Faculty Members on the Cusp

The faculty members profiled below help to illustrate the trends we see in geoscience, including multidisciplinarity, collaboration, use of sophisticated technology and large data sets, a systems approach, and applications to societally relevant issues. This collection is an outgrowth of the 2007 Workshop on Connecting Geoscience Departments to the Future of Science: New Structures for Research and Curriculum.

Alexander Barron, Biogeochemist, Carleton College 
Alex studies soil fertility in tropical forests -- an important factor in how quickly an ecosystem can respond to disturbances such as deforestation and global climate change.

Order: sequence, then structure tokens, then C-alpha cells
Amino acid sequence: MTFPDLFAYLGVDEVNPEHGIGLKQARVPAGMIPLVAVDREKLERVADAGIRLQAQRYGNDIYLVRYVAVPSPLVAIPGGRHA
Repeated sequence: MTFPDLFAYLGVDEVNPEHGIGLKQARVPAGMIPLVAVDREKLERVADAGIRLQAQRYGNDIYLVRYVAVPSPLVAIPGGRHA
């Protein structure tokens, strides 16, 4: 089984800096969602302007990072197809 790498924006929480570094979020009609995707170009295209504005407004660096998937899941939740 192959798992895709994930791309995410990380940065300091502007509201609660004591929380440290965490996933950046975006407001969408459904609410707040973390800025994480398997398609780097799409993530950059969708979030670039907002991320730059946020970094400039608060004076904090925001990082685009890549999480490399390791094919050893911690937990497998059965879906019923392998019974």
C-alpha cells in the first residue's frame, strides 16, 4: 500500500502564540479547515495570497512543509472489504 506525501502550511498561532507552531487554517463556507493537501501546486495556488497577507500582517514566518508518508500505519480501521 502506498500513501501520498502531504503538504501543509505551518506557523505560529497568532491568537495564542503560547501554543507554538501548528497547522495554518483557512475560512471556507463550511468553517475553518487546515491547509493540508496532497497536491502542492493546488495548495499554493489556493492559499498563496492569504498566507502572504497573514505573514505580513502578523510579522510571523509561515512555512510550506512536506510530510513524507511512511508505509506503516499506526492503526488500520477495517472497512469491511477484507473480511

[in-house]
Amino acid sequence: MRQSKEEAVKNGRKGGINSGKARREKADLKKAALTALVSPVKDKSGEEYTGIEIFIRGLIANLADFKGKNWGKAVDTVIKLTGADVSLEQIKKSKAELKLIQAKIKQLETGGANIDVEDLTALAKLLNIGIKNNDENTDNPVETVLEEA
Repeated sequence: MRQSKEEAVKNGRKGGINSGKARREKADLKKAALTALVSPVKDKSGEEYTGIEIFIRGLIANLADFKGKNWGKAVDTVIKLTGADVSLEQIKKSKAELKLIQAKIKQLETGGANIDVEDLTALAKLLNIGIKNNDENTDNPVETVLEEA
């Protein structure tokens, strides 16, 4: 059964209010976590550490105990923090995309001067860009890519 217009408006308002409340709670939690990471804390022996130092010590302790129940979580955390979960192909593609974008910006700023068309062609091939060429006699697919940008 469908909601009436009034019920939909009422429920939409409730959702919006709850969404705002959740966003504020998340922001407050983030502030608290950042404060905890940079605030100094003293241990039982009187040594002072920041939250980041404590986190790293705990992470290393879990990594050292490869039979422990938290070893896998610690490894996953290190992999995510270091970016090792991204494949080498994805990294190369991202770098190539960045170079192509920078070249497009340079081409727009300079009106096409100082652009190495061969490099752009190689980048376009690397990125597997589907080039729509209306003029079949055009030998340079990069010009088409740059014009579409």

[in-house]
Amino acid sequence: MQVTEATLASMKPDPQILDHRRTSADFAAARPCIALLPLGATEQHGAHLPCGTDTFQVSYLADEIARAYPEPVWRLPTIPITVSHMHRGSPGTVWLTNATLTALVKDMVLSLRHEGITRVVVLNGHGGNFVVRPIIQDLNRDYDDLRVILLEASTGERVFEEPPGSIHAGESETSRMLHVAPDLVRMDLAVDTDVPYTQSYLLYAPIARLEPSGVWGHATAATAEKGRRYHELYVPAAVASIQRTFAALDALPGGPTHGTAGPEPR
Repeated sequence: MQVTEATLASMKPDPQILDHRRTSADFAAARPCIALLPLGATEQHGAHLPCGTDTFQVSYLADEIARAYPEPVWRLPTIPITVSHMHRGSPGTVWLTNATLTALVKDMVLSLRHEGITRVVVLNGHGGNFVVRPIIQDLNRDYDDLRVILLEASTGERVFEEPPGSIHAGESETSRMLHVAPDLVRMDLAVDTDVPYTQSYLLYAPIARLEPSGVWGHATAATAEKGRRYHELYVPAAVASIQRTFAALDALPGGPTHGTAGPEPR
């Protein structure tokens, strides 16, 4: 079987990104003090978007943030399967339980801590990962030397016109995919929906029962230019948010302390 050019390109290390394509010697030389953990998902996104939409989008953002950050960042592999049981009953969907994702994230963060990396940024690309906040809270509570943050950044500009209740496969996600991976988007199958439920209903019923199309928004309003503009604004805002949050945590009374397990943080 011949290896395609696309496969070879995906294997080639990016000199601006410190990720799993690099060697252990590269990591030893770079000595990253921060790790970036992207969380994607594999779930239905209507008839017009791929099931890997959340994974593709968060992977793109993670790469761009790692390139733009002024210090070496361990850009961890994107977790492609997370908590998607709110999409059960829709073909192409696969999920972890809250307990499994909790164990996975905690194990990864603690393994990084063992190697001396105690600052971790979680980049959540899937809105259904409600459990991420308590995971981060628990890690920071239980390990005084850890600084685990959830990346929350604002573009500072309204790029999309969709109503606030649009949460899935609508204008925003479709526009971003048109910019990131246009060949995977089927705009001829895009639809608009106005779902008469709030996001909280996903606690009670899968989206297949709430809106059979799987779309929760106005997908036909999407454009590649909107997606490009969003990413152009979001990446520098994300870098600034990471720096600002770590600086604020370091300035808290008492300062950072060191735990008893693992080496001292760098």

Tim Bralower, Paleontologist/Biostratigrapher, The Pennsylvania State University

Tim's work concerns the impact of climate change on life history. He investigates the deep time record to determine the potential of future environmental change to alter ecosystems on a global basis.

Lindy Elkins-Tanton, Geodynamicist and Planetary Scientist, Massachusetts Institute of Technology

Lindy incorporates fluid dynamics, physics, geophysics, geology, and atmospheric science in numerical models of planetary evolution, then compares model predictions to data from remote sensing, from meteorites, and from Mars.

Nicholas Meskhidze, Atmospheric Scientist, North Carolina State University

Nicholas' research focuses on the interrelationship between pollution, the transport of terrestrial dust into the ocean, and biological blooms. This is important because oceanic productivity impacts global climate.